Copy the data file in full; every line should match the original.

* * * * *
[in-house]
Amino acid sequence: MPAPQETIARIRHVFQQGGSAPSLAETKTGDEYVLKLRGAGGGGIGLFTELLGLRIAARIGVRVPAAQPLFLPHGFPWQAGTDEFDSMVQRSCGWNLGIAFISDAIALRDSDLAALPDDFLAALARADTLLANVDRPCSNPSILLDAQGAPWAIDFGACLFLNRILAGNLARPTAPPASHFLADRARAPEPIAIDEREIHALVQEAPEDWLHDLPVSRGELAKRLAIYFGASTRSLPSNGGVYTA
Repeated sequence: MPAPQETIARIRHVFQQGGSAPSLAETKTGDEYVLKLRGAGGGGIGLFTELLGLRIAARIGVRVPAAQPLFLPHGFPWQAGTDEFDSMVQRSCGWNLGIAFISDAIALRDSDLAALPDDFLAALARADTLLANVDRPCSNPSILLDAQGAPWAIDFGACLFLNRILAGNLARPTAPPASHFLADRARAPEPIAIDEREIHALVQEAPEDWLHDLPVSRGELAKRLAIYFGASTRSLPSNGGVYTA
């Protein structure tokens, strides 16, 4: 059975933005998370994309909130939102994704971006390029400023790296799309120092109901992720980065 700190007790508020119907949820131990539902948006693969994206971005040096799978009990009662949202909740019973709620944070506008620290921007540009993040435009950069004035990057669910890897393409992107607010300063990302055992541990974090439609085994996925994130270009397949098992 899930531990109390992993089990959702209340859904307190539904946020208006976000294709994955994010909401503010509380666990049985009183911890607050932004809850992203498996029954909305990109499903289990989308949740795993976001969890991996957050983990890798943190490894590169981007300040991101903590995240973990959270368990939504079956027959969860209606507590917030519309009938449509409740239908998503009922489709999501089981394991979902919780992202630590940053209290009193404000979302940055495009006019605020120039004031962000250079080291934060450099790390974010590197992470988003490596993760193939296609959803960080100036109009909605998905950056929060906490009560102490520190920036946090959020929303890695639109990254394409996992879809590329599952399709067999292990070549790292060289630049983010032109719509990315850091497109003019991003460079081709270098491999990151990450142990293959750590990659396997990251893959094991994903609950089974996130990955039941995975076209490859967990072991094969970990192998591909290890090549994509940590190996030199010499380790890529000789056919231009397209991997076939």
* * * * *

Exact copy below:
[in-house]
Amino acid sequence: MPAPQETIARIRHVFQQGGSAPSLAETKTGDEYVLKLRGAGGGGIGLFTELLGLRIAARIGVRVPAAQPLFLPHGFPWQAGTDEFDSMVQRSCGWNLGIAFISDAIALRDSDLAALPDDFLAALARADTLLANVDRPCSNPSILLDAQGAPWAIDFGACLFLNRILAGNLARPTAPPASHFLADRARAPEPIAIDEREIHALVQEAPEDWLHDLPVSRGELAKRLAIYFGASTRSLPSNGGVYTA
Repeated sequence: MPAPQETIARIRHVFQQGGSAPSLAETKTGDEYVLKLRGAGGGGIGLFTELLGLRIAARIGVRVPAAQPLFLPHGFPWQAGTDEFDSMVQRSCGWNLGIAFISDAIALRDSDLAALPDDFLAALARADTLLANVDRPCSNPSILLDAQGAPWAIDFGACLFLNRILAGNLARPTAPPASHFLADRARAPEPIAIDEREIHALVQEAPEDWLHDLPVSRGELAKRLAIYFGASTRSLPSNGGVYTA
């Protein structure tokens, strides 16, 4: 059975933005998370994309909130939102994704971006390029400023790296799309120092109901992720980065 700190007790508020119907949820131990539902948006693969994206971005040096799978009990009662949202909740019973709620944070506008620290921007540009993040435009950069004035990057669910890897393409992107607010300063990302055992541990974090439609085994996925994130270009397949098992 899930531990109390992993089990959702209340859904307190539904946020208006976000294709994955994010909401503010509380666990049985009183911890607050932004809850992203498996029954909305990109499903289990989308949740795993976001969890991996957050983990890798943190490894590169981007300040991101903590995240973990959270368990939504079956027959969860209606507590917030519309009938449509409740239908998503009922489709999501089981394991979902919780992202630590940053209290009193404000979302940055495009006019605020120039004031962000250079080291934060450099790390974010590197992470988003490596993760193939296609959803960080100036109009909605998905950056929060906490009560102490520190920036946090959020929303890695639109990254394409996992879809590329599952399709067999292990070549790292060289630049983010032109719509990315850091497109003019991003460079081709270098491999990151990450142990293959750590990659396997990251893959094991994903609950089974996130990955039941995975076209490859967990072991094969970990192998591909290890090549994509940590190996030199010499380790890529000789056919231009397209991997076939």